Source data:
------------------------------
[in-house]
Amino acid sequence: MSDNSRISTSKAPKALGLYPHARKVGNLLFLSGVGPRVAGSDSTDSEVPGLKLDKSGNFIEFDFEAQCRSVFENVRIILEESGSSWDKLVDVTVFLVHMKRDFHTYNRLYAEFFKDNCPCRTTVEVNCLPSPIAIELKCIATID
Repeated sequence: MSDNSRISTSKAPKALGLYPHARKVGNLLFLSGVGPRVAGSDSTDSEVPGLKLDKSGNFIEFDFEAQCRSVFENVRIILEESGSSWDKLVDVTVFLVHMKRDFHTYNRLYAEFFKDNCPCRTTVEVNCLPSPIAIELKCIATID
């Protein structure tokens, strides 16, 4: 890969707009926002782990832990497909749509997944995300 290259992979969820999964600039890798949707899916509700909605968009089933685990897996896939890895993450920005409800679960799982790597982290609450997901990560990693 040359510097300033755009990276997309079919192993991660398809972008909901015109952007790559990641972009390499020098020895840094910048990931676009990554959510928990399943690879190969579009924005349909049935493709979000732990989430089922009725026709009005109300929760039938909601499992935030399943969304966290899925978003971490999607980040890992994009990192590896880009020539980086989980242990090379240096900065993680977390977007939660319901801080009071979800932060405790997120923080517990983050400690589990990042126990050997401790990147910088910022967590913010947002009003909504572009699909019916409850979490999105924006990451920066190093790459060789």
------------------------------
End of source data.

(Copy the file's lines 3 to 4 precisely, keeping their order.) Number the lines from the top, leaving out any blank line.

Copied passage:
Repeated sequence: MSDNSRISTSKAPKALGLYPHARKVGNLLFLSGVGPRVAGSDSTDSEVPGLKLDKSGNFIEFDFEAQCRSVFENVRIILEESGSSWDKLVDVTVFLVHMKRDFHTYNRLYAEFFKDNCPCRTTVEVNCLPSPIAIELKCIATID
């Protein structure tokens, strides 16, 4: 890969707009926002782990832990497909749509997944995300 290259992979969820999964600039890798949707899916509700909605968009089933685990897996896939890895993450920005409800679960799982790597982290609450997901990560990693 040359510097300033755009990276997309079919192993991660398809972008909901015109952007790559990641972009390499020098020895840094910048990931676009990554959510928990399943690879190969579009924005349909049935493709979000732990989430089922009725026709009005109300929760039938909601499992935030399943969304966290899925978003971490999607980040890992994009990192590896880009020539980086989980242990090379240096900065993680977390977007939660319901801080009071979800932060405790997120923080517990983050400690589990990042126990050997401790990147910088910022967590913010947002009003909504572009699909019916409850979490999105924006990451920066190093790459060789």